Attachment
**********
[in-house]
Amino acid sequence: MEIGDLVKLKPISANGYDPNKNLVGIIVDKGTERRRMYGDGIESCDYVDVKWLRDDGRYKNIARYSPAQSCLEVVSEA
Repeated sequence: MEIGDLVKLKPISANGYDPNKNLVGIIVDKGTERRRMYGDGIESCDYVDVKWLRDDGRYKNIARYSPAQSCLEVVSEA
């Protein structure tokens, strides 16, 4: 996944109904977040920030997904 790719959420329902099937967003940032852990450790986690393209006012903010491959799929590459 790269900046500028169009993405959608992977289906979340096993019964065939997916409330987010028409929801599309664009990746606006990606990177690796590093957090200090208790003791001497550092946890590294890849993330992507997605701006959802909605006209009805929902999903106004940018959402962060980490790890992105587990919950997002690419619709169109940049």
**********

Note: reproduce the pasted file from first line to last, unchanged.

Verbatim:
[in-house]
Amino acid sequence: MEIGDLVKLKPISANGYDPNKNLVGIIVDKGTERRRMYGDGIESCDYVDVKWLRDDGRYKNIARYSPAQSCLEVVSEA
Repeated sequence: MEIGDLVKLKPISANGYDPNKNLVGIIVDKGTERRRMYGDGIESCDYVDVKWLRDDGRYKNIARYSPAQSCLEVVSEA
């Protein structure tokens, strides 16, 4: 996944109904977040920030997904 790719959420329902099937967003940032852990450790986690393209006012903010491959799929590459 790269900046500028169009993405959608992977289906979340096993019964065939997916409330987010028409929801599309664009990746606006990606990177690796590093957090200090208790003791001497550092946890590294890849993330992507997605701006959802909605006209009805929902999903106004940018959402962060980490790890992105587990919950997002690419619709169109940049």